Dory has a sudden and surprising memory of her family and swims off in search of them in “Finding Dory,” the sequel to Pixar’s 2003 hit “Finding Nemo.” (Pixar/Disney)

There’s something perfectly on point about “Finding Dory,” the pantingly anticipated sequel to Pixar’s 2003 masterwork “Finding Nemo” taking 13 years to reach the screen. It stands to reason that the story of the absent-minded fish — voiced by Ellen DeGeneres in both films — would take its own sweet time finding its way to audiences, because Dory herself has a tendency to meander hither and thither, her short-term memory challenges sending her on all manner of digressions, doglegs and unexpected adventures.

That sense of random chance served her well in “Finding Nemo,” especially juxtaposed with the far more anxious, anally retentive Marlin (Albert Brooks). In this iteration, however, the act begins to wear thin, as our fishy heroine seeks out the parents she was separated from as a child, on a trek that feels both like a retread of the earlier film and, inevitably, less novel and surprising.

There’s no denying that Dory is still a delightful creature, with a heart as big as a horseshoe crab. After a heartbreaking flashback to her earlier trauma (reminiscent of the dire opening sequence of “Finding Nemo”), the film finds her happily ensconced with Marlin and Nemo, who have become her surrogate family. Still, she pines for the parents she left behind and sets off for the place she vaguely remembers she came from, which turns out to be a marine life museum in California. After a perfunctory swim across the Pacific, during which Dory and Marlin meet up with at least one friend from their previous epic trek, they land at the Marine Life Institute, where the dulcet tones of Sigourney Weaver introduce human visitors to the wonders of the deep, and where Dory makes a series of friends who will help her reunite with her personal blue tang clan.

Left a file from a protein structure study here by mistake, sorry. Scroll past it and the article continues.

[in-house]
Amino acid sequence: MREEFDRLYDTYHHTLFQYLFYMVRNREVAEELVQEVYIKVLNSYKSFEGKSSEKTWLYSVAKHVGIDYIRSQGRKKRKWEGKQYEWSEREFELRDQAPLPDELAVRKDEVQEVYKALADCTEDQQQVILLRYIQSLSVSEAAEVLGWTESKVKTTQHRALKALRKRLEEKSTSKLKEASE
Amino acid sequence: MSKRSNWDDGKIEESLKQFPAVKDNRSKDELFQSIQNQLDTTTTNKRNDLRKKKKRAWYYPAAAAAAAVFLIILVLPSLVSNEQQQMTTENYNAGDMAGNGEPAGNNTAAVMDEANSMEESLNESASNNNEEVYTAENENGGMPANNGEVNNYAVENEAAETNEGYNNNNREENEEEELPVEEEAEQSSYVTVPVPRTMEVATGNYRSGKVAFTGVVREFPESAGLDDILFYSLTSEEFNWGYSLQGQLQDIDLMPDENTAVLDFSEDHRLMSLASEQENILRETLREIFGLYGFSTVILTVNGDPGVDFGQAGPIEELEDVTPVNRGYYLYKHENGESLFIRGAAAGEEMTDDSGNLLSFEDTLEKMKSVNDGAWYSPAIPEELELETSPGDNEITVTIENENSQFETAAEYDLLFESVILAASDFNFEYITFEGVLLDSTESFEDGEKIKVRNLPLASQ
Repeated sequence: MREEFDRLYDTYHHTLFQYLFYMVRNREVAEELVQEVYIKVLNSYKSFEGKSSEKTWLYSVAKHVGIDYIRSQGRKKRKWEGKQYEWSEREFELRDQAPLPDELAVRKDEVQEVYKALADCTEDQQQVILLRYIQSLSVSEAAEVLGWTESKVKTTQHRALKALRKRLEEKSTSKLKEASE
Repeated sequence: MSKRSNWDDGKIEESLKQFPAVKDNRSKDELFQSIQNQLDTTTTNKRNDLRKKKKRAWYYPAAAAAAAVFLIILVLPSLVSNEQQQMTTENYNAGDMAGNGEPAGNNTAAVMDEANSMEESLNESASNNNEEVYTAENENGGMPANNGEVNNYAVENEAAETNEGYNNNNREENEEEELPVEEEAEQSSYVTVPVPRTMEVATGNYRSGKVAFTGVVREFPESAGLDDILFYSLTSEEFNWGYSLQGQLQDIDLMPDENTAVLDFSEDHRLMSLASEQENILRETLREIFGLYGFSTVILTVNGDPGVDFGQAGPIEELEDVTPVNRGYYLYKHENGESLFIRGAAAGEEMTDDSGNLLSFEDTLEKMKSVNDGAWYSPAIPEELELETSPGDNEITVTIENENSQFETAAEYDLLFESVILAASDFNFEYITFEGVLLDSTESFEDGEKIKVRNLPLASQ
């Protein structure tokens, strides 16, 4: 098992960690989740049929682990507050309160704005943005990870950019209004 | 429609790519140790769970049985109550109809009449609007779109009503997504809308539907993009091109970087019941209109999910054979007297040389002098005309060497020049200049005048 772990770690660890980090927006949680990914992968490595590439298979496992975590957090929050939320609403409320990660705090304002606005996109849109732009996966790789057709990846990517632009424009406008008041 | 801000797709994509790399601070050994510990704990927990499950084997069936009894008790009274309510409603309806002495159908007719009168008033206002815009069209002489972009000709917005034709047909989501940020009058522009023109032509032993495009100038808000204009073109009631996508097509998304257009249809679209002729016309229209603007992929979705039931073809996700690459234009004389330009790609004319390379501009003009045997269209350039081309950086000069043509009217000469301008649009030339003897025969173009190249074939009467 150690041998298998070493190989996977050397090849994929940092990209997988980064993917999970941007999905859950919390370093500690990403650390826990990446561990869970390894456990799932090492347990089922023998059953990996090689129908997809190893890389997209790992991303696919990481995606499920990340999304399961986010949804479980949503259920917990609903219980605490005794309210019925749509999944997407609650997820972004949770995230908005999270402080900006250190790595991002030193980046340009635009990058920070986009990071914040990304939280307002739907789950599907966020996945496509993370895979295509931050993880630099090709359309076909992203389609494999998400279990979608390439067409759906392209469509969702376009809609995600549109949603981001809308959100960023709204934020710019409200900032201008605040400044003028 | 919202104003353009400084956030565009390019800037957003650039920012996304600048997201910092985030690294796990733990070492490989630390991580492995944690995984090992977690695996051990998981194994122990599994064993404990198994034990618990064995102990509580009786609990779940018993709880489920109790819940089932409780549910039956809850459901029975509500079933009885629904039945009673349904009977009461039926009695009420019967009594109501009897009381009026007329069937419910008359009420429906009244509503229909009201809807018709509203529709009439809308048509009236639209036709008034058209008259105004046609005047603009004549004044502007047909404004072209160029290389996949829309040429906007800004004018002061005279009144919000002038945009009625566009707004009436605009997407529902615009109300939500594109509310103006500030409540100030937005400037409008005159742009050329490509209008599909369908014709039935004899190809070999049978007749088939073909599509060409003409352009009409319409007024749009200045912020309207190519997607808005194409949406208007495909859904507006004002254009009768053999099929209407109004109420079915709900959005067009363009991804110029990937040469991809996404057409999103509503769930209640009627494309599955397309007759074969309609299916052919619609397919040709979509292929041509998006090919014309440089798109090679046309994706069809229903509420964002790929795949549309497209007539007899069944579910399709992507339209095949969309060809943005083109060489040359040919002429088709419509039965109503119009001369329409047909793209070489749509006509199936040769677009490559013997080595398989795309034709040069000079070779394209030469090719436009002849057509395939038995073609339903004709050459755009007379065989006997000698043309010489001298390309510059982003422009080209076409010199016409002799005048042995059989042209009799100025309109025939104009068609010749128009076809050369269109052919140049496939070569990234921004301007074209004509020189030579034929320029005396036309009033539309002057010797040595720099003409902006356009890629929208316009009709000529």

In her journey, Dory meets Hank (Ed O'Neill), a grumpy octopus. (Pixar/Walt Disney Studios)

Marlin (Albert Brooks) and Nemo (Hayden Rolence) meet two sea lions voiced by Dominic West and Idris Elba. (Pixar/Walt Disney Studios)

The most amusing of her new acquaintances is Hank (Ed O’Neill), a cranky, Lou Grant-like octopus who longs to sidestep the lab’s policy of “rescue, rehabilitation and release” and stay there forever. Slurping, sliding and bouncing from one watery exhibit to another, Dory and Hank revisit the odd-couple chemistry of “Finding Nemo,” while Marlin and Nemo, having been separated from their ditzy friend, attempt a rendezvous by way of a pair of solicitous, Cockney-accented sea lions and a scruffy loon named Becky.

Although the relatively dreary setting of “Finding Dory” results in visuals that aren’t nearly as eye-popping as the original film, and the story can’t be called inspired, the characterizations and set pieces have been conceived and executed with enough of Pixar’s signature care and imagination that audiences, especially young ones, will be entertained.

The voice work from Brooks, DeGeneres, O’Neill and supporting players Weaver, Ty Burrell, Diane Keaton, Eugene Levy and Idris Elba is expressive and funny. And, as in the previous film, “Finding Dory” makes some pointed, if oblique, points about the grabby, intrusive thoughtlessness of lumbering humans interacting with the natural world — here, in the form of a “touch pool” in which exploring hands and fingers are perceived by the frightened marine life as incoming carpet bombs.

If a bit involving a beluga with echolocation issues grows tiresome with repetition, a climactic scene centered on cuddly otters more than makes up for it, just as Dory’s indefatigable optimism successfully blots out deeper fears of death and abandonment. “Finding Dory” could never completely measure up to “Nemo,” whose dazzling visuals and mythic contours made it an instant, enduring classic. (And, for the record, it gains nothing from being shown or seen in 3-D, so families are advised to save their money.) Still, in deciding not to stray far from the first film in plot or tone, it makes for a pleasant, familiar, cheerfully unassuming fish-in-her-water tale.

PG. At area theaters. Contains mild thematic elements. 107 minutes.